My two cents.
Great discussion, and I think Tovar hit one key point that’s been oft repeated, but this is definitely a case where familiarity shouldn’t breed contempt.
If you would look at this from the point of view of the anti-hunter/animal-rights activist, you must consider that to that mindset, there is no redeeming quality that will justify hunting… Not feeding the hungry, feeding our souls, or managing wildlife populations and habitat. To them, it’s a criminal atrocity against animals. As Holly pointed out, there’s not much hope in debating/arguing with these folks. It would be like a Jew trying to convince a devout Baptist that Jesus Christ was “just a guy”. It ain’t gonna sell.
However, I totally agree with Tovar that the strongest voices on either side are the “fringes”. The target, of course, is the majority in the middle. The value of our ongoing discussions with the anti-hunters is that it gives us the opportunity to influence that middle group because if we don’t, then they will only hear one voice.
Though I hunt, in many ways I am part of that “middle.”
I’m not in favor of all hunting any more than I’m in favor of all practices that fall into any other category of human activity. I do my best to be open-minded to hunters’ various perspectives, but my own opinion does hinge on how and why the hunting is done.
And I, like many hunters, want to see hunter behaviors and attitudes grow increasingly respectful and ethical.
I was interested in the comments concerning Care2. They are the ones that embraced the save Pete the Moose campaign and helped it go viral. Apparently they didn’t realize the guy illegally holding Pete was running a high fence shooting operation. As a result of their campaign and some sordid political maneuvering in the VT legislature, all the moose and deer enclosed on Nelson’s land have been turned over to him to do with what he wants – including bringing in “hunters” to shoot them for big profits. Way to go Care2!
Head over to my Fair Chase blog if you want to read more of this sad story.
I encourage folks to check out Eric’s blog posts on this. As he points out there, it goes well beyond misinformed good intentions and sets a dangerous precedent.
As I understand it, the animals on this “preserve” are now entirely outside state jurisdiction. They are no longer part of the public trust. They can be killed for private profit, at any time of year, without a hunting license.
I really hope this legislative mess gets overturned.
I posted a much longer comment over at Eric’s blog, but in short, I think we’re seeing something of a tempest in a teacup (sorry, it’s a good day for cliches).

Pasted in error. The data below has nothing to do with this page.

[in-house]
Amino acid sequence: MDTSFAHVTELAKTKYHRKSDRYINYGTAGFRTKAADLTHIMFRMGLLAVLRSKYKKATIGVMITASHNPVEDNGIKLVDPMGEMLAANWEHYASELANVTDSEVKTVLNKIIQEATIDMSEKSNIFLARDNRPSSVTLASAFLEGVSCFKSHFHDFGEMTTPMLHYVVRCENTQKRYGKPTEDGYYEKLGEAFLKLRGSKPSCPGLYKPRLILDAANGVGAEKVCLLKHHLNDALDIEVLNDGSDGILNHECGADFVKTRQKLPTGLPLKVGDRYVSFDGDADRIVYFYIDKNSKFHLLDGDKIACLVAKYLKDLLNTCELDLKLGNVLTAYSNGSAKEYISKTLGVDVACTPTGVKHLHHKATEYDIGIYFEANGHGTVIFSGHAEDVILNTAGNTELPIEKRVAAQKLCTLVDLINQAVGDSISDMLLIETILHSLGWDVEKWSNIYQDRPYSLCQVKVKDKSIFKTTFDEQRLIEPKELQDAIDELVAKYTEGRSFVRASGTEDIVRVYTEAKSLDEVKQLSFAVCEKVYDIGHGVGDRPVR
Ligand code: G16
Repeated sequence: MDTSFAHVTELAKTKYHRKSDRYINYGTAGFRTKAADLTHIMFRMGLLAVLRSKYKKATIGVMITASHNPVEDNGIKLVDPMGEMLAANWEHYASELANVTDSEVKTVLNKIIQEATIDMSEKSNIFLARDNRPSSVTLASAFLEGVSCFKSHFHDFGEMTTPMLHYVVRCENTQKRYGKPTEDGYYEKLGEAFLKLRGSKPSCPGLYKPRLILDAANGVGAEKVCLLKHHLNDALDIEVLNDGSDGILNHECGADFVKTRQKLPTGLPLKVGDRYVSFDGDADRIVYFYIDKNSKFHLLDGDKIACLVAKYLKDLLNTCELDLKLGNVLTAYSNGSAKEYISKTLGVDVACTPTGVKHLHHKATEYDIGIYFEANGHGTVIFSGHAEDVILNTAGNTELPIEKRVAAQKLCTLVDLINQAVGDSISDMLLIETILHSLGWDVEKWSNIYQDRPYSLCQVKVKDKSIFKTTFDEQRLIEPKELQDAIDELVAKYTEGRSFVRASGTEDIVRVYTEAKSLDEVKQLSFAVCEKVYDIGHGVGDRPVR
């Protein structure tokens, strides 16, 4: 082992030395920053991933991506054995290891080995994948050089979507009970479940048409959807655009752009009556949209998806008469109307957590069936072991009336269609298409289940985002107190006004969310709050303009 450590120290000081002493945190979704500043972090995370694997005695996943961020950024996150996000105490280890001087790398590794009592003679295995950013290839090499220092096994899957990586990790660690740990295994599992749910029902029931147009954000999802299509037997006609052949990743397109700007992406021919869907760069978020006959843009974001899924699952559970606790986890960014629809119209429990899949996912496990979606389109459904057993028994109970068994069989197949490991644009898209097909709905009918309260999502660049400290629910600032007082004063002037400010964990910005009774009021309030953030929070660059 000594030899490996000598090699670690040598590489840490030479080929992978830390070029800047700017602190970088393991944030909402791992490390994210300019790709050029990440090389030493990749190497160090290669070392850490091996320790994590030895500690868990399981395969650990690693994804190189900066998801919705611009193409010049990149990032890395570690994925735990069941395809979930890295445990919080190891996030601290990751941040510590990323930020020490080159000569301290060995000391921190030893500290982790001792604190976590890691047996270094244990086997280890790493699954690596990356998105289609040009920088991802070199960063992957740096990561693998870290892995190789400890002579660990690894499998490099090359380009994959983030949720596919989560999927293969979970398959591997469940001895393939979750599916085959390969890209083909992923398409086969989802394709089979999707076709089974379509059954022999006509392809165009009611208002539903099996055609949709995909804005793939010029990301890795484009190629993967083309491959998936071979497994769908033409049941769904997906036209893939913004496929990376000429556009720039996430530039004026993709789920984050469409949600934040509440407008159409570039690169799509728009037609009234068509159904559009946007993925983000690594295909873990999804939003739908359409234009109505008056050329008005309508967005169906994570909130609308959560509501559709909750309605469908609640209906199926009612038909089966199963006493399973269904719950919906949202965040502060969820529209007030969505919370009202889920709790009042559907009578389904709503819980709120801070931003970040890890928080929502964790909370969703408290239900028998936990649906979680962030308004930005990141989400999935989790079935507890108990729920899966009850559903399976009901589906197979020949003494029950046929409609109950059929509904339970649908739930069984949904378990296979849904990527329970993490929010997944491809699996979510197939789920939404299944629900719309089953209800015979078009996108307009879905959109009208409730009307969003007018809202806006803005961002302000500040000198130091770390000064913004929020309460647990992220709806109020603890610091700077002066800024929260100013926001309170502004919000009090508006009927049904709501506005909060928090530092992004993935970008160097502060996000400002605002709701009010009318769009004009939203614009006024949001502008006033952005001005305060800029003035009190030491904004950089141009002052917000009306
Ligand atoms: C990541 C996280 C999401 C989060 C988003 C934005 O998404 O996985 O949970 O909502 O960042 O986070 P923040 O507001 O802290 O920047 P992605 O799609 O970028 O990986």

This is not the end of the world for VT’s wildlife, for the hunters, and certainly not for the People of the Great State of Vermont. It’s not even close.
Keep in mind that the animals on the preserve were going to be slaughtered by the State. They were not simply going to be released back into the wild herds because of the perceived threat of CWD and other diseases (a threat which I also think has become significantly over-promoted). Handing them over to Nelson (or, rather, handing the regulation of wildlife farms to the Dept of Agriculture) was a sensible thing in this case. He can feed them until they die, or he can have hunters come kill them. As a farm owner, he is now required to manage the health of these animals in order to keep his non-native herds healthy. Regardless, there is no further cost to the State.
That said… I totally believe that native species SHOULD belong to The People, and no private party should be permitted to corral them… especially not for profit. In the long run, there definitely needs to be some regulation to prevent folks from intentionally fencing in wild, native species for fun or profit. That can be as simple as a prohibition on financial gain from hunting these previously wild animals.
No, not the end of the world, that’s true. But it makes me uneasy.
I hope it’s just an isolated case. And I hope it doesn’t persist, with the corralled deer reproducing or new deer being introduced.
Great conversation. It is always interesting to see things from the other side. I don’t get it, but I find value in knowing there are people who feel this strongly. Thanks for putting it out there. I’ve added a link to this post.
Thanks for posting the link on your blog, Doug!
I’m pleased to hear that you, like me, are interested in hearing other perspectives, even ones you have trouble relating to. Paying attention to the diversity of what is said on a particular issue really helps me understand what’s going on. And it helps broaden and deepen my own views, too.
Now I just need to get a few of my vegetarian readers to jump into the fray here! 🙂
Here’s an interesting tale from a huntress blogger I follow – she tells about shooting an animal in Africa SPECIFICALLY to feed a community, even though she had no interest in hunting that animal.
Thanks for the link, Holly! Interesting. It was good to hear that she insisted on getting meat to local women and children.
That sort of scenario, while common enough in Africa, I suppose, is somewhat bizarre if you think about it. I’m trying to imagine a parallel: The local villagers here in Vermont need meat, but we can’t go out and shoot it ourselves. One person can: the last international hunter who will be in the area this year, perhaps some rich Spanish Count and a buddy of his named Ortega-y-something. The other locals and I sit around hoping that this Count bags something really big so we can eat. Hmmm.
A bizarre state of affairs indeed!